Photographs are still the eye-grabbers of this huge book (940 pages!),
                                                    but the text has been expanded to achieve the right balance of being
                                                    informative without excess detail and is often very funny. Reading about
                                                    sourwood (Oxydendrum arboreum), I learned that in its native Georgia
                                                    it can reach 60’, but “in the dry summers of the West, a 20’ height is a
                                                    big tree.” The authors claim this as a favorite species, looking good in all
                                                    seasons, with the best being fall: “Like a drum roll, the fall color comes
                                                    on slowly and intensifies, finally reaching a crescendo.”

                                                    The authors do an excellent job of highlighting the best of new cultivars
                                                    or selections of their subjects. For example, I learned of nine cultivars of
                                                    one of my favorite trees, the Persian ironwood (Parrotia persica) – I only
                                                    knew of one! There is even a newly available species, Parrotia subaequalis,
                                                    which in Oregon has fall color that “is consistently brilliant red, brighter
                                                    than P. persica.”

                                This is a reference book and not available to check out from the Miller Library. However,
                                if you are planting new trees, or want to learn more about trees, I recommend visiting the
                                library before the next NHS meeting and seeking out this book.m

                                Brian Thompson is the manager and curator of horticultural literature for the Elisabeth C.
                                Miller Library.

GARDENnotes                                  AUTUMN 2019

                  President’s Message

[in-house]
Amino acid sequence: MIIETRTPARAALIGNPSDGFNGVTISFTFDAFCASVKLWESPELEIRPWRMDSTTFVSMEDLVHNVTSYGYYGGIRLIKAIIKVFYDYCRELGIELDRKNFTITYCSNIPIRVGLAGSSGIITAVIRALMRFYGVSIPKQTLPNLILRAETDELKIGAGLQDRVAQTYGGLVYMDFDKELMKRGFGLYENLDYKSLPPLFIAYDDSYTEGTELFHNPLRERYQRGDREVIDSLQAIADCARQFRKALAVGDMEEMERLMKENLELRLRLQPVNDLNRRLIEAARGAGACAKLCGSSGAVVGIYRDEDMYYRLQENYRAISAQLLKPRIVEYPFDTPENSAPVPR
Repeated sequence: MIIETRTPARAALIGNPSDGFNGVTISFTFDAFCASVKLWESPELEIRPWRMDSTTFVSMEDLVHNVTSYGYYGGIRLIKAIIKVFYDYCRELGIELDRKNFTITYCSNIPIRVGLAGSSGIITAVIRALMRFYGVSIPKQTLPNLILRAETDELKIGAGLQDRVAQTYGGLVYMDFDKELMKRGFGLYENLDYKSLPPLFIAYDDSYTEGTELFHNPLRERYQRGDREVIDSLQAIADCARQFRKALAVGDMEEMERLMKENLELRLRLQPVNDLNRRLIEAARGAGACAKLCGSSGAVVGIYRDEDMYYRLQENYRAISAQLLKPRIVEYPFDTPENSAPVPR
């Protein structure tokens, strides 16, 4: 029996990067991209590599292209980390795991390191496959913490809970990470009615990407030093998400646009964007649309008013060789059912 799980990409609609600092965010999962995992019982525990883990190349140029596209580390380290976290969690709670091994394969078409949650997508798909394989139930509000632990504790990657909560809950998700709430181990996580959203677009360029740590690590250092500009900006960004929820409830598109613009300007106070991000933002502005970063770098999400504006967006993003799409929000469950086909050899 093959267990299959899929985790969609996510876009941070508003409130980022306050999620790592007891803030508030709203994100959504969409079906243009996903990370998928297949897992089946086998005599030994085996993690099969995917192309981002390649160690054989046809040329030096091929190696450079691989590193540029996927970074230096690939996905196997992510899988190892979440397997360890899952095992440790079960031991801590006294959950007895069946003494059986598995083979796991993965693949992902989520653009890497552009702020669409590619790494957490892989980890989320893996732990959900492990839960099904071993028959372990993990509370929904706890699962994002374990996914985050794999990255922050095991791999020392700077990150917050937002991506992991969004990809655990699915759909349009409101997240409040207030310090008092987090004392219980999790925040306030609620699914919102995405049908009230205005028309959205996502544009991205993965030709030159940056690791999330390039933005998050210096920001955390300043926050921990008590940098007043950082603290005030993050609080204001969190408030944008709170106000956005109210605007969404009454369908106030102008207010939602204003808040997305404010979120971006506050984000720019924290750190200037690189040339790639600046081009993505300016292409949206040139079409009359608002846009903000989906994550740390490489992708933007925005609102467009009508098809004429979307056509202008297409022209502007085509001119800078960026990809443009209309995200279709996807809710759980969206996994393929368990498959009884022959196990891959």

Dear Garden Friends,

                           By the time this newsletter reaches your home, the beginning of autumn will be nipping at our heels! I must
                           admit that autumn is my favorite season for many reasons: the final crescendo of blossoms for the year holds
                           a special place in my heart, the excitement of choosing and ordering next year’s bulbs, the beautiful fall asters
                           and chrysanthemums, the crisp fall afternoons, and spectacular fall color on all the amazing deciduous trees
                           in the Pacific Northwest. Work in the garden slows to a less hectic pace, although falling leaves and cleanup
                           after the growing season still keep us all busy. There’s time for reflection on and in the garden to consider and
                           make appropriate changes, whether you add some new plants or

                           remove some that have overstayed their welcome. Maybe we, as
                           gardeners, have a better sense of time and are in touch with the
                           seasons better since our constant observations of the cycle of life
                           in our garden spaces help guide us throughout the year.

This fall is also very bittersweet for me personally. With the unexpected passing of my
                                                                                                         November 13, 2019
mother this past summer, I realize that time stops for no one. We need to enjoy every
                                                                                                         2019 Annual Meeting
minute we have with our families and friends. Cherish small events, phone calls, and notes
                                                                                                         Center for Urban Horticulture
from loved ones. One moment I still cherish was this past Mother’s Day when my mother